ATLAS OF RENAL PATHOLOGY

The Atlas of Renal Pathology presents a compilation of figures on a specific pathologic entity. You should read the Terms and Conditions of Use before using this site. If you agree to the terms, you may download the figures to create your own personal, noncommercial library of images or to create slides for teaching purposes.

To view a larger version of each figure, select View larger version below each figure. To make a slide, select download slide-quality image file. Download times may be somewhat lengthy. For tips on preparing slides from the files, please see Downloading Images for Slide Preparation.

Light Chain Deposition Disease

Pathology Editor: Agnes Fogo, MD
Medical Photographer: Brent Weedman
With Assistance From Kim Solez, MD, of the National Kidney Foundation's cyberNephrologyTM Team

 
View larger version
Download slide-quality image
Fig 1. The characteristic appearance of light chain deposition disease by light microscopy is that of a nodular glomerulosclerosis, which strongly resembles diabetic nephropathy, as in this case (periodic acid-Schiff stain; original magnification x400).
 
 
View larger version
Download slide-quality image
Fig 2. The typical nodular glomerulosclerosis appearance, which may be seen in light chain deposition disease, bears a striking resemblance to diabetic nephropathy, as in this case. Additional studies are necessary to differentiate between the two, although the minimal arteriolar hyalinization in this case in the presence of advanced nodular sclerosis suggests the possibility of a disease other than diabetes (Masson trichrome stain; original magnification x200).
 
 
View larger version
Download slide-quality image
Fig 3. Although nodular glomerulosclerosis is the typical appearance of light chain deposition, minor degrees of mesangial expansion may be the only manifestation as in this case. There is mesangial matrix and cellularity increase without distinct nodule formation (periodic acid-Schiff stain; original magnification x400).
 
 
View larger version
Download slide-quality image
Fig 4. Only minor degrees of mesangial increase are present in this case, although additional studies by immunofluorescence and electron microscopy confirm that the patient had light chain deposition disease involving tubules and glomeruli, in addition to the characteristic myeloma cast nephropathy (illustrated in the center of the field). The characteristic appearance of myeloma cast nephropathy is illustrated by the presence of fractured, hard, refractile casts with surrounding syncytial cell reaction. Coexistence of two manifestations of paraprotein-related disease occurs, with a combination of myeloma and light chain deposition disease perhaps being the most common (hematoxylin & eosin stain; original magnification x100).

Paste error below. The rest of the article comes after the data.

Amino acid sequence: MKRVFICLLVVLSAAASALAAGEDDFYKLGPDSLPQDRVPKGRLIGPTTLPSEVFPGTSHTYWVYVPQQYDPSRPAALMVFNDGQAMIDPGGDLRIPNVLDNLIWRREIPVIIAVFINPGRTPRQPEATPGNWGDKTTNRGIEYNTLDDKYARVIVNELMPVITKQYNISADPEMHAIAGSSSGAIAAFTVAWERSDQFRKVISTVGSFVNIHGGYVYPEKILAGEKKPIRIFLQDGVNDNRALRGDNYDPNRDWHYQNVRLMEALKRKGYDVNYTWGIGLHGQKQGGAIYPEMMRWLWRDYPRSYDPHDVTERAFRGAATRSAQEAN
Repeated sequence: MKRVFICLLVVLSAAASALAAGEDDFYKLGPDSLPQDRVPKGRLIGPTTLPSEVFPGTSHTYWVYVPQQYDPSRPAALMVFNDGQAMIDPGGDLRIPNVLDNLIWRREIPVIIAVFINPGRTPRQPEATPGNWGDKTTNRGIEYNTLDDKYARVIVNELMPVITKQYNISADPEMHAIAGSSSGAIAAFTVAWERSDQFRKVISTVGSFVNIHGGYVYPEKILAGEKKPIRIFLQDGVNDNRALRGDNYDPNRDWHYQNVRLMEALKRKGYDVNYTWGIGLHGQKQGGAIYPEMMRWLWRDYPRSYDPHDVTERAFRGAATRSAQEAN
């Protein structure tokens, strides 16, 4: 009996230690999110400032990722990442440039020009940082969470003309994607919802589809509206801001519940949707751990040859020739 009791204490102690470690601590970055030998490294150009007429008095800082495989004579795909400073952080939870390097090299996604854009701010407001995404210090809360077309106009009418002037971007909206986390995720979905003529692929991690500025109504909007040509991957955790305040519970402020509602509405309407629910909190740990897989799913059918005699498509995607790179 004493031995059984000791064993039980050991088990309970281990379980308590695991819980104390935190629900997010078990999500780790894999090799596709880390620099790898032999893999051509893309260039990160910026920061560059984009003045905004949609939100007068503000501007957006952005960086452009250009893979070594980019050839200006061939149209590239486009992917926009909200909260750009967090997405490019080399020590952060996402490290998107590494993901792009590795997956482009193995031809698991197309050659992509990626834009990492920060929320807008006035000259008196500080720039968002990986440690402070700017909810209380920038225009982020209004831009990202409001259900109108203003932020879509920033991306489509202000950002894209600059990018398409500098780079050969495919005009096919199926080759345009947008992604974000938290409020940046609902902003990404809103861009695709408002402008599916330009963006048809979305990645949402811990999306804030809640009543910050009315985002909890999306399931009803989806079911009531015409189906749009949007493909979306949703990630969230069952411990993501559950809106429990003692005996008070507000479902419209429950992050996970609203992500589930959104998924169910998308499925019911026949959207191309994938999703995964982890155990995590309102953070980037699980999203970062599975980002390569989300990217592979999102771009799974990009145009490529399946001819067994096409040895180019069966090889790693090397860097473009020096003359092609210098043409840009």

View larger version
Download slide-quality image
Fig 5. Glomerular capillary loop, mesangial staining, and linear tubular staining are characteristic of light chain deposition disease. Either kappa or lambda light chain paraprotein may cause light chain deposition disease, although kappa more commonly is the culprit (antibody to kappa light chain, immunofluorescence; original magnification x200).
 
 
View larger version
Download slide-quality image
Fig 6. The granular, amorphous deposits typical of light chain deposition disease are seen as silt-like material on the endothelial aspects of the glomerular basement membrane in this case of light chain deposition disease (transmission electron microscopy; original magnification x11,250).
 
 
View larger version
Download slide-quality image
Fig 7. High-power view of the granular, amorphous deposits typical of light chain deposition disease, on the endothelial aspects of the glomerular basement membrane. These deposits have indistinct borders, are mottled, and occur both in the glomerular basement membranes and the mesangium and tubular basement membranes (transmission electron microscopy; original magnification x40,000). See other figures.
 
 
View larger version
Download slide-quality image
Fig 8. Tubular basement membrane with granular, amorphous deposits typical of light chain deposition disease (transmission electron microscopy; original magnification x14,000).
 

From the Department of Pathology, Vanderbilt University Medical Center, Nashville, TN.
Address author queries to Agnes Fogo, MD, Department of Pathology, Vanderbilt University Medical Center, MCN C-3310, Nashville, TN 37232. E-mail:Agnes.Fogo@vanderbilt.edu
Am J Kidney Dis 32(6):E1, 1998 (available www.ajkd.org)
 Copyright 1998 by the National Kidney Foundation, Inc.

Home | Help | Feedback | Subscription | Archive | Search | Atlas Home
Home Help Feedback Subscriptions Archive Search Atlas Home